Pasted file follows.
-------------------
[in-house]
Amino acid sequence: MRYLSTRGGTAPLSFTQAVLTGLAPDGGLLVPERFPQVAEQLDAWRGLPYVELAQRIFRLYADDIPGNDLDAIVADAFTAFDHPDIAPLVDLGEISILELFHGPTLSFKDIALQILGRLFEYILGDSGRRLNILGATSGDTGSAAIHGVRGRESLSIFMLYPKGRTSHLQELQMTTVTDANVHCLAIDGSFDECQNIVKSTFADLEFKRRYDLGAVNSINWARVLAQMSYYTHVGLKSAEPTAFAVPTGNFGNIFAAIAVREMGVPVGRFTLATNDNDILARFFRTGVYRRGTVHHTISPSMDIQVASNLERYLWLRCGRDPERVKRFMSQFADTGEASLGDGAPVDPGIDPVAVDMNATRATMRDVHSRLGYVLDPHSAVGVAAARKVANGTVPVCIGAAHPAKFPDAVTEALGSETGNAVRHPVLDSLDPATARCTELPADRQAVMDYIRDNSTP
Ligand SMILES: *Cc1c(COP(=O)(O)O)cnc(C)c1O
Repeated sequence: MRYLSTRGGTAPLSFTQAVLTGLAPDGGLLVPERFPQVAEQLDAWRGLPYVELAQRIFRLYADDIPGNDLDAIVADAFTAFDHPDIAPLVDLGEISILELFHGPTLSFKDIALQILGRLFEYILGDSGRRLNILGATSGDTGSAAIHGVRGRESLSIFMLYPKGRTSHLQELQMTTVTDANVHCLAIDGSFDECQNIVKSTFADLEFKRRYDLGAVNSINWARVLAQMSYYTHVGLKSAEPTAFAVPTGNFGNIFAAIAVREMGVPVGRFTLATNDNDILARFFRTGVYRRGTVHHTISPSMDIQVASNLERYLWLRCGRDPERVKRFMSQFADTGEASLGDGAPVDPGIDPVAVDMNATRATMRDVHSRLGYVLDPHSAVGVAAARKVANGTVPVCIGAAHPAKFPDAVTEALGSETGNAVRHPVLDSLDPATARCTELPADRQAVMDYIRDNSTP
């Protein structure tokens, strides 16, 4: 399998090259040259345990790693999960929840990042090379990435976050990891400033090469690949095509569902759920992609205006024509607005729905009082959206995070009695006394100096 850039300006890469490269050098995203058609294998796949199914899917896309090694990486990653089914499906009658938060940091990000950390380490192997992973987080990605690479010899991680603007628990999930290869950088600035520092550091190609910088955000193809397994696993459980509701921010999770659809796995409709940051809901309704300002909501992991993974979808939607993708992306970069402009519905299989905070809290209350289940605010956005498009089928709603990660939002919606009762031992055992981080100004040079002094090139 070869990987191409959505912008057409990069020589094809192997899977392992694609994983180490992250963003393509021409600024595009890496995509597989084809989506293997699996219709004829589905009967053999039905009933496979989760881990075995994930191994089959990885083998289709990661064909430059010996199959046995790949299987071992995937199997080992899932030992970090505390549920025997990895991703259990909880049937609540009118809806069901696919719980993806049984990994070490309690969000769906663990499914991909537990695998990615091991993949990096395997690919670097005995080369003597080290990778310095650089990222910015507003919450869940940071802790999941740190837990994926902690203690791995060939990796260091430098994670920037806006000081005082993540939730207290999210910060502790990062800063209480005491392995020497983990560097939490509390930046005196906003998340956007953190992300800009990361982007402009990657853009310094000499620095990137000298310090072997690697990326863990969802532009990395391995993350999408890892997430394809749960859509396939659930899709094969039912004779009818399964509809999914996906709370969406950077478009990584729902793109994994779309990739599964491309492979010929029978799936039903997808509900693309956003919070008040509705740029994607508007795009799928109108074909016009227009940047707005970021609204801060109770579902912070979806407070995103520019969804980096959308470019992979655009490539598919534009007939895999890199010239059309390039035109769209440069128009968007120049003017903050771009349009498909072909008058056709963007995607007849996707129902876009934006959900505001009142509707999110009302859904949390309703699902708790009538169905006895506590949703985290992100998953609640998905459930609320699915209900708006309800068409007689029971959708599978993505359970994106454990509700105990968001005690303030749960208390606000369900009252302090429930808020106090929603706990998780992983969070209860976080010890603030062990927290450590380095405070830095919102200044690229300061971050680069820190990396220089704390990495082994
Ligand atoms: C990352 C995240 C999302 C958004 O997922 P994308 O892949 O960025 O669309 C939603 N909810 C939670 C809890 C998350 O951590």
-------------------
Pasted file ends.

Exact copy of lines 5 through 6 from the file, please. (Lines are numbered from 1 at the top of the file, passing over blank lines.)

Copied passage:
């Protein structure tokens, strides 16, 4: 399998090259040259345990790693999960929840990042090379990435976050990891400033090469690949095509569902759920992609205006024509607005729905009082959206995070009695006394100096 850039300006890469490269050098995203058609294998796949199914899917896309090694990486990653089914499906009658938060940091990000950390380490192997992973987080990605690479010899991680603007628990999930290869950088600035520092550091190609910088955000193809397994696993459980509701921010999770659809796995409709940051809901309704300002909501992991993974979808939607993708992306970069402009519905299989905070809290209350289940605010956005498009089928709603990660939002919606009762031992055992981080100004040079002094090139 070869990987191409959505912008057409990069020589094809192997899977392992694609994983180490992250963003393509021409600024595009890496995509597989084809989506293997699996219709004829589905009967053999039905009933496979989760881990075995994930191994089959990885083998289709990661064909430059010996199959046995790949299987071992995937199997080992899932030992970090505390549920025997990895991703259990909880049937609540009118809806069901696919719980993806049984990994070490309690969000769906663990499914991909537990695998990615091991993949990096395997690919670097005995080369003597080290990778310095650089990222910015507003919450869940940071802790999941740190837990994926902690203690791995060939990796260091430098994670920037806006000081005082993540939730207290999210910060502790990062800063209480005491392995020497983990560097939490509390930046005196906003998340956007953190992300800009990361982007402009990657853009310094000499620095990137000298310090072997690697990326863990969802532009990395391995993350999408890892997430394809749960859509396939659930899709094969039912004779009818399964509809999914996906709370969406950077478009990584729902793109994994779309990739599964491309492979010929029978799936039903997808509900693309956003919070008040509705740029994607508007795009799928109108074909016009227009940047707005970021609204801060109770579902912070979806407070995103520019969804980096959308470019992979655009490539598919534009007939895999890199010239059309390039035109769209440069128009968007120049003017903050771009349009498909072909008058056709963007995607007849996707129902876009934006959900505001009142509707999110009302859904949390309703699902708790009538169905006895506590949703985290992100998953609640998905459930609320699915209900708006309800068409007689029971959708599978993505359970994106454990509700105990968001005690303030749960208390606000369900009252302090429930808020106090929603706990998780992983969070209860976080010890603030062990927290450590380095405070830095919102200044690229300061971050680069820190990396220089704390990495082994
Ligand atoms: C990352 C995240 C999302 C958004 O997922 P994308 O892949 O960025 O669309 C939603 N909810 C939670 C809890 C998350 O951590």